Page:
How Cancer Research UK is working with GPs to improve early diagnosis

Rebecca Banks: “Spotting cancer earlier could save 5,000 lives a year”

Content on this post is produced by Cancer Research UK

Rebecca Banks, senior primary care engagement manager at Cancer Research UK, on the charity’s ambitious goals for the next 12 months and current recruitment opportunities within her team. Photograph: @CR_UK

Cancer Research UK is the world’s leading cancer charity dedicated towards saving lives, and the second biggest funder of cancer research worldwide. In the last 40 years, we’ve helped double the cancer survival rate so that two in four people now survive their disease. But this is just the beginning. We have now set ourselves a target that within 20 years, three in four people will beat cancer.

We will only achieve this by working in partnership with healthcare professionals. Primary care provides the first point of contact for nine out of 10 patients in the healthcare system. It is in primary care that potential cancer symptoms are first assessed and it is therefore essential that we give GPs and the primary care community the support they need to help spot cancer earlier.

Rebecca Banks, the senior primary care engagement manager at Cancer Research UK (CRUK), tells us about how the charity is working with the primary care community to help increase the number of people who survive their cancer.

Much of CRUK’s work involves researching new, more effective treatments that will become the therapies of the future,” she says. “We also fund research into cancer awareness, prevention and early diagnosis and use all of this information to inform the public and influence cancer policy and clinical practice for patients’ benefit. Our facilitator programme takes this research and translates it into practice to make a positive impact on people’s lives immediately, in local areas.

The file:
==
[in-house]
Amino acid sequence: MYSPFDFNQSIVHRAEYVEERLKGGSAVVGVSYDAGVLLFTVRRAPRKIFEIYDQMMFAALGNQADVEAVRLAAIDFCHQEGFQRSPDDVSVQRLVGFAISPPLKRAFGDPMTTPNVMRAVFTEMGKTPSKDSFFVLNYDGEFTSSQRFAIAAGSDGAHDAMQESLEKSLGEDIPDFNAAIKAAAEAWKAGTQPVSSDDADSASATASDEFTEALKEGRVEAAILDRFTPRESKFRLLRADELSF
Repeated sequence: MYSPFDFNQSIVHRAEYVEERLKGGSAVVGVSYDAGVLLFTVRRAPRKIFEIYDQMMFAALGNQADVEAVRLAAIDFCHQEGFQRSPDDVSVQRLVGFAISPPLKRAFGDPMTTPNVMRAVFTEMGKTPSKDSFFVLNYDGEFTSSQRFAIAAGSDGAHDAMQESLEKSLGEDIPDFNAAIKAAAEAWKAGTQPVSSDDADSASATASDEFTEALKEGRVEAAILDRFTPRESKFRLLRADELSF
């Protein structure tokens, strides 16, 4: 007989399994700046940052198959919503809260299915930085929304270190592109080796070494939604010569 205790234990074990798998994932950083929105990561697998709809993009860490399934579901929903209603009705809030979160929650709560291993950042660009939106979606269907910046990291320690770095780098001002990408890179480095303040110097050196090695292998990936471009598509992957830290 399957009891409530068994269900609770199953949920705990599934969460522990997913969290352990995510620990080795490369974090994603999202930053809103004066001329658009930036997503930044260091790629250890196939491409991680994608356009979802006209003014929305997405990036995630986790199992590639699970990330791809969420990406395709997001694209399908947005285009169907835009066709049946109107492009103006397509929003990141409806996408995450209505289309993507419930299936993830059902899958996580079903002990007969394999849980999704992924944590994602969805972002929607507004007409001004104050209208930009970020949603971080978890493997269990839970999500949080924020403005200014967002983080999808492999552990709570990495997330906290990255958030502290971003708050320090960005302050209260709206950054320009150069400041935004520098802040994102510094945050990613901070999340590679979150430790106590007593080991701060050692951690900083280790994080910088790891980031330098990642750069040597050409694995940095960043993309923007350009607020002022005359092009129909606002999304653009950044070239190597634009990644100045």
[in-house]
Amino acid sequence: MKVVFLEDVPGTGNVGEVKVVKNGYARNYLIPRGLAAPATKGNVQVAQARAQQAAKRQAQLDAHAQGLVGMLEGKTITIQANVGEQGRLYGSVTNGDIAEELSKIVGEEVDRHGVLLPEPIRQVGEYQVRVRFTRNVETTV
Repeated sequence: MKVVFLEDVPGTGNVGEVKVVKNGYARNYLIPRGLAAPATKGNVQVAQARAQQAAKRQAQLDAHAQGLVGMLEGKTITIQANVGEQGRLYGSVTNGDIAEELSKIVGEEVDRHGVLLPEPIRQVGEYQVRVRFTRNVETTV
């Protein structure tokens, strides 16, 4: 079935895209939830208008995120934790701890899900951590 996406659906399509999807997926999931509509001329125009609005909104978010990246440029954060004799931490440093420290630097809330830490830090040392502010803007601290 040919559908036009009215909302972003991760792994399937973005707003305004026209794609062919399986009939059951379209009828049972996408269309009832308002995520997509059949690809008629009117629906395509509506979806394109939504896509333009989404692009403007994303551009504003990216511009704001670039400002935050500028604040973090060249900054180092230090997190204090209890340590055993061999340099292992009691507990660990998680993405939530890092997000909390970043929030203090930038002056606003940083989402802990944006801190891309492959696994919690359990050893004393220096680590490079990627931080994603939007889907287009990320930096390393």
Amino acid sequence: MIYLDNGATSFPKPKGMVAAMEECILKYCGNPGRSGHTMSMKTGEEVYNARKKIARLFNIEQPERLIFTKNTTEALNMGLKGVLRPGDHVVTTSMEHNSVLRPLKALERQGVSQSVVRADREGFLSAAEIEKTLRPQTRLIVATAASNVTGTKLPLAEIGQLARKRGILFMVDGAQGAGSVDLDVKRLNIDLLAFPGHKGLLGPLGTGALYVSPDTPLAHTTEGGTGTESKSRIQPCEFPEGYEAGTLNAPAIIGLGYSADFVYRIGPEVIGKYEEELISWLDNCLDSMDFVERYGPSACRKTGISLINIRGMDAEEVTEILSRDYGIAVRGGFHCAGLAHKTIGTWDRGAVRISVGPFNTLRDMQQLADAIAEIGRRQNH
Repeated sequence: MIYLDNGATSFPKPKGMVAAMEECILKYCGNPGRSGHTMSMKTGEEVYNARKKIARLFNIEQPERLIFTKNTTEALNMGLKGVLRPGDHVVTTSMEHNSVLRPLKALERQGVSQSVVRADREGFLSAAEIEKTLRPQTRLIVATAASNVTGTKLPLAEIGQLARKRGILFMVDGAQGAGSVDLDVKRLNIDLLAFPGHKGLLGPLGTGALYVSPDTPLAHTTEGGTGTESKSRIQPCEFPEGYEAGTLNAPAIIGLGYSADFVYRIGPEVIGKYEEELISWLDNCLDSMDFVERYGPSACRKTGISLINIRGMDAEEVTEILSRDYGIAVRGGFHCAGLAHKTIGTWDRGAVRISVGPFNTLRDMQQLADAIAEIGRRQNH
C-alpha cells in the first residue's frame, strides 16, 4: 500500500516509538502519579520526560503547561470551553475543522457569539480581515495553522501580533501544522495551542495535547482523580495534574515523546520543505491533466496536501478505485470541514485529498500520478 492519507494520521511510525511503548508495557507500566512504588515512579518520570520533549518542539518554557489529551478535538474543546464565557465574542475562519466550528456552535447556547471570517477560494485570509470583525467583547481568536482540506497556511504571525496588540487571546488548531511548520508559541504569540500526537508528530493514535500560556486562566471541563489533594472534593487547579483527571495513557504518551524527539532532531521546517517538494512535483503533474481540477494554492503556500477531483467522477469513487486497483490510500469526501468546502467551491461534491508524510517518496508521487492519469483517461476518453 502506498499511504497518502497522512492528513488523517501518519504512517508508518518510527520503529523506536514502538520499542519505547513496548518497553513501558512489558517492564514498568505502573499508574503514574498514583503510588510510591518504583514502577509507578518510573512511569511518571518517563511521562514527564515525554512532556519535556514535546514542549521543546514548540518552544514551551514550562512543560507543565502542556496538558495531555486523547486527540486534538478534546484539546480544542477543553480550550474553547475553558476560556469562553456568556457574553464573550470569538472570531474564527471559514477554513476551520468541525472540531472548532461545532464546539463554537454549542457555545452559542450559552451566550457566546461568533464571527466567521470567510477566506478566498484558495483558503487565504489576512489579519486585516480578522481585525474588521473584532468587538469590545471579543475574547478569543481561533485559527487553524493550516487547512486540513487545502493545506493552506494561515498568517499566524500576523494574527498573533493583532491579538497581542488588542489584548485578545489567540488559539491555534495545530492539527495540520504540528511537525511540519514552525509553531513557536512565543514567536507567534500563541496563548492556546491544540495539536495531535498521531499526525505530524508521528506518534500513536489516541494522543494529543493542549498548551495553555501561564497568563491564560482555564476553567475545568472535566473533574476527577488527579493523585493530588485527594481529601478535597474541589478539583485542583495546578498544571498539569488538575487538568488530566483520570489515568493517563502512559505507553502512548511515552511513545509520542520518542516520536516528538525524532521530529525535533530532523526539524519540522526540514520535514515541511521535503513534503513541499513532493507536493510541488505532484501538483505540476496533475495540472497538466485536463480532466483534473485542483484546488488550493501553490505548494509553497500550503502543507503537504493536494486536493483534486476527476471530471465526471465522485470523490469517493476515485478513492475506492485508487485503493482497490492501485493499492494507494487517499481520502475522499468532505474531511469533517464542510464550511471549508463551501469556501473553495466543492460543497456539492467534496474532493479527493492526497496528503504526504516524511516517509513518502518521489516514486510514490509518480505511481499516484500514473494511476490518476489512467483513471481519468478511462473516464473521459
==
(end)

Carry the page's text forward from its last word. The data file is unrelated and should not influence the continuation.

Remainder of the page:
Even though cancer touches each and every one of us, the average GP sees fewer than eight cancer cases a year. And spotting the earliest signs of cancer is not always easy, there are more than 200 types of cancer and symptoms can be vague. Spotting cancer earlier could save 5,000 lives a year, so if we are to save lives now, then supporting doctors to improve early diagnosis is key.”

We are committed to working with the NHS to support GPs and other primary care health professionals to do this,” says Banks. “We work hard to provide the latest information, practical tools and education to help these key frontline professionals to identify the earliest signs of cancer. The earlier a cancer is detected, the better the chance a person has of beating their disease.”

Banks’ team are embarking on ambitious plans to expand the programme across the UK.

The aim is that by 2018, we’ll have CRUK facilitators in every region across the country,” she explains. “Each facilitator will visit GP practices in their area and work in partnership with local NHS professionals to improve cancer prevention, early diagnosis and survival. Essentially they will be catalysts for change.”

Ideal candidates will have firsthand experience of the challenges facing primary care and relish working with others to make a difference. They thrive on knowing that no two work days are ever the same. Facilitators also need to build and maintain successful relationships. It is through mutual trust and understanding that we will be able to help GPs and their practice in their work, diagnosing cancer earlier and giving more people, more time with their families. Without this work we will not be able to succeed in our goal of beating cancer.”

This large team of dedicated CRUK facilitators will not just support GPs and practice staff, they will also provide a valuable feedback network to the charity’s research arm, allowing us to respond to emerging healthcare needs.

Banks says: “Already, feedback from our facilitators has led to CRUK working on resources that will help local areas increase their bowel screening uptake, an important element in the early diagnosis of bowel cancer. We heard what the need was and have responded on this.”

Author: DES Daughter

Activist, blogger and social media addict committed to shedding light on a global health scandal and dedicated to raise DES awareness.

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